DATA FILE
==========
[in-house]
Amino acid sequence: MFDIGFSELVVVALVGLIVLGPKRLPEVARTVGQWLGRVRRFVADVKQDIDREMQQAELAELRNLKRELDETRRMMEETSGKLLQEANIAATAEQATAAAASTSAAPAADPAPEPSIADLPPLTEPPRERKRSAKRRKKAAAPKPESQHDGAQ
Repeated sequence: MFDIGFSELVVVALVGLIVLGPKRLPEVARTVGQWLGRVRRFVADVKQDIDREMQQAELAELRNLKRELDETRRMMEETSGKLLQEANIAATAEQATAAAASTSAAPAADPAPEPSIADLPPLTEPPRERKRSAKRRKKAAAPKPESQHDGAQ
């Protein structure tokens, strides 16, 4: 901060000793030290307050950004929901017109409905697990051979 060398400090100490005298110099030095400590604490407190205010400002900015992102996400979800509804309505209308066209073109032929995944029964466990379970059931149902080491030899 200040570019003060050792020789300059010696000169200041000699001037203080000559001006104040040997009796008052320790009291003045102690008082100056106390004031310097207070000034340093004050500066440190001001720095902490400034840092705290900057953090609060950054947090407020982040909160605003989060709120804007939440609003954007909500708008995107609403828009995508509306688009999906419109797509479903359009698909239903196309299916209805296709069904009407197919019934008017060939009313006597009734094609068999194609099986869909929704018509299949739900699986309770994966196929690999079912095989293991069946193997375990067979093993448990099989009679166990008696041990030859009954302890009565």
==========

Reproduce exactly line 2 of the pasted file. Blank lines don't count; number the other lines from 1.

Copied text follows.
Amino acid sequence: MFDIGFSELVVVALVGLIVLGPKRLPEVARTVGQWLGRVRRFVADVKQDIDREMQQAELAELRNLKRELDETRRMMEETSGKLLQEANIAATAEQATAAAASTSAAPAADPAPEPSIADLPPLTEPPRERKRSAKRRKKAAAPKPESQHDGAQ